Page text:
Home Cellular health Microfluidic 3D bioprinting allows better reproduction of cellular structures

Microfluidic 3D bioprinting allows better reproduction of cellular structures


At the Stevens Institute of Technology in the United States, a team of researchers is currently working on the development of a bioprinting method based on microfluidics. This microfluidic bio-printing is a technique that manipulates fluids with characteristics on the order of a micrometer. The interesting part is that this project would give researchers the ability to work on a much smaller scale than ever before, even allowing the creation of any type of human tissue. Researchers could very precisely reproduce the biological characteristics of cells in the human body, thereby advancing, for example, organ transplants.

Led by Professor Robert Chang, the team developed a computational model to accelerate microfluidic bioprinting and enable organ development. According to the Division of Transplantation (DoT) of the US Department of Health and Human Services Health Resources and Services Administration, there are currently 105,940 people on the national transplant waiting list. The lack of available organs for transplants is fatal for people across the country, and this problem could eventually be solved with 3D printing. As you probably know, bio-printing is able to reproduce personalized cellular structures to facilitate the creation of, for example, skin or even organs. Although we are still a long way from having a 3D-printed heart or a fully functioning kidney, as this latest breakthrough has made clear, progress is real.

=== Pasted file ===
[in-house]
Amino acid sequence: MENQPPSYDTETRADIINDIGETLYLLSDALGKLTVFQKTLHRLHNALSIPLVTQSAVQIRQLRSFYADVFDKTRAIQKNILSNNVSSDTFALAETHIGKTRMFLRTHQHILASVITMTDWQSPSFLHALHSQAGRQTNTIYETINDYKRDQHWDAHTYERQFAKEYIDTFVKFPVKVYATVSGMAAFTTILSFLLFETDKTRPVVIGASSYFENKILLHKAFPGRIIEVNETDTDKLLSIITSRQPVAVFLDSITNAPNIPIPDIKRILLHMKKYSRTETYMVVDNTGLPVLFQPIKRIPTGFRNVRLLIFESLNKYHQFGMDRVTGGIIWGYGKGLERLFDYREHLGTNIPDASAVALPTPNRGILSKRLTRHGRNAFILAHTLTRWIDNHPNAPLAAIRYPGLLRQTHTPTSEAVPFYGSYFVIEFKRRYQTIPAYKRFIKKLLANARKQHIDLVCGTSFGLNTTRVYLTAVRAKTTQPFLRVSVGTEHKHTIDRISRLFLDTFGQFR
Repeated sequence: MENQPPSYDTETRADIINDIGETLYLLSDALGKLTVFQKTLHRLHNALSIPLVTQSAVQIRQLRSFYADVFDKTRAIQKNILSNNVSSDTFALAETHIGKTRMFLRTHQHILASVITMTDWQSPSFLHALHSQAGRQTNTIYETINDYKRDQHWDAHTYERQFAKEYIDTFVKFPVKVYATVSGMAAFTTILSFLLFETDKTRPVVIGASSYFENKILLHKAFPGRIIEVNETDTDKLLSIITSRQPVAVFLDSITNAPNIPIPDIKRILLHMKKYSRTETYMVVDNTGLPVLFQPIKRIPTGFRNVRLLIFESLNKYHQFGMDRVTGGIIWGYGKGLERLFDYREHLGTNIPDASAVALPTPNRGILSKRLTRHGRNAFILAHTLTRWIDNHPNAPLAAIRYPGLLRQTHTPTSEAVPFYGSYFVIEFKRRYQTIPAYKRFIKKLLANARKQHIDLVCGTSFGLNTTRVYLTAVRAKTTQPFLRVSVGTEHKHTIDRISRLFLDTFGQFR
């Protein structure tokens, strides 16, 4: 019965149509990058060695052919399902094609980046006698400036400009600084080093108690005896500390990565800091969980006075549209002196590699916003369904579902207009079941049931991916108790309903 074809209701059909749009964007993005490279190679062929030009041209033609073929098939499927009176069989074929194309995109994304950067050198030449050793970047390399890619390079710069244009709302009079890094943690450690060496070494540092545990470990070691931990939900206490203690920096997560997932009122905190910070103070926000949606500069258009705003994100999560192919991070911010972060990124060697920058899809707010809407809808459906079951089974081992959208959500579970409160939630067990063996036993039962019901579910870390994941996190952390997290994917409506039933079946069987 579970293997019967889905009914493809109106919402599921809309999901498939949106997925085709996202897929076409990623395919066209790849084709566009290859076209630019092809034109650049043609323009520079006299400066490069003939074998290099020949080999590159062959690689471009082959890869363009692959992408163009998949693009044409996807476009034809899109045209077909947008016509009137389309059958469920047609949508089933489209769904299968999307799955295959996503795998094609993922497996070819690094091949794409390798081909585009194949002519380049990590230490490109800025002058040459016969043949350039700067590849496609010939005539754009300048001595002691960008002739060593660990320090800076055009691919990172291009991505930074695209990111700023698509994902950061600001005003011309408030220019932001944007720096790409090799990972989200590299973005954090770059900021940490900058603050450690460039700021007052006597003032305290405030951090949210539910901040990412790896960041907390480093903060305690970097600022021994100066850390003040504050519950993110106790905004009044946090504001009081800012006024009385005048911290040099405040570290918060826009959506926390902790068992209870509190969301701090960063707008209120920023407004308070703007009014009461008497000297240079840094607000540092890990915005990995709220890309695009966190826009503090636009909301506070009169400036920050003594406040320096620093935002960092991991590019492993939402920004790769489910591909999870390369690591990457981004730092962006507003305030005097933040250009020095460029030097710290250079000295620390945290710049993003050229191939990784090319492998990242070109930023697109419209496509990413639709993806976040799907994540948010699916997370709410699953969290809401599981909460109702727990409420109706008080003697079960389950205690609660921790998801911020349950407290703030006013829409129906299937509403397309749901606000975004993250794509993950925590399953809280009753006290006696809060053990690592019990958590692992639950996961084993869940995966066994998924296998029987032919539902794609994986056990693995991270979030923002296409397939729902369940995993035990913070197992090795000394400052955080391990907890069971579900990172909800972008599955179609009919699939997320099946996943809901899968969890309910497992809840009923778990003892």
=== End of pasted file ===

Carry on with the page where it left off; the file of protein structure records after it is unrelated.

Microfluidics is a science that manipulates fluids with characteristics of the order of a micrometer

The research carried out by the researchers of this American team could tip the scales. This is particularly because it is based on microfluidics. Other 3D bioprinters on the market are mainly based on extrusion, which consists of extruding inks layer by layer with a thickness of about 200 microns. However, thanks to microfluidic bio-printing, it would be possible to go down to just a few tens of microns and thus have a scale much closer to that of the cell itself. Robert Chang explains: “Creating new organs on command and saving lives without the need for a human donor will be of immense benefit to healthcare. However, achieving this goal is tricky because printing organs using “bio ‘inks’ – hydrogels loaded with cultured cells – requires a degree of precise control over the geometry and size of the printed microfibers that current 3D printers simply cannot achieve.

By getting as close as possible to the scale of human cells, the team would be able to reproduce the biological characteristics of each one more finely. The team developed a computer model of a microfluidic printhead, to control parameters such as flow velocity and fluid dynamics. This model allows him to modify the geometries and material properties of the bio-printed structure. Above all, it offers the possibility of mixing several bio-inks, and therefore several types of cells, to design more complex organs.

Current 3D bioprinters are mainly based on an extrusion process (photo credits: Département06-Xavier Giraud)

So far, researchers say they have printed bladders using 3D-printed scaffolds. But by combining several bio-inks, they hope to go much further. Robert Chang concludes, “Being able to operate at this scale, while precisely mixing the bio-inks, allows us to reproduce any type of tissue. This technology is still so recent that we do not know exactly what it will allow. But we know it will open the door to creating important new structures and new types of biology..”

Pending further developments, you can visit the Stevens Institute website HERE. What do you think of this microfluidic bioprinting method? Let us know in a comment below or on our Linkedin, Facebook, and Twitter pages! Don’t forget to sign up for our free weekly newsletter here, the latest 3D printing news straight to your inbox! You can also find all our videos on our YouTube channel.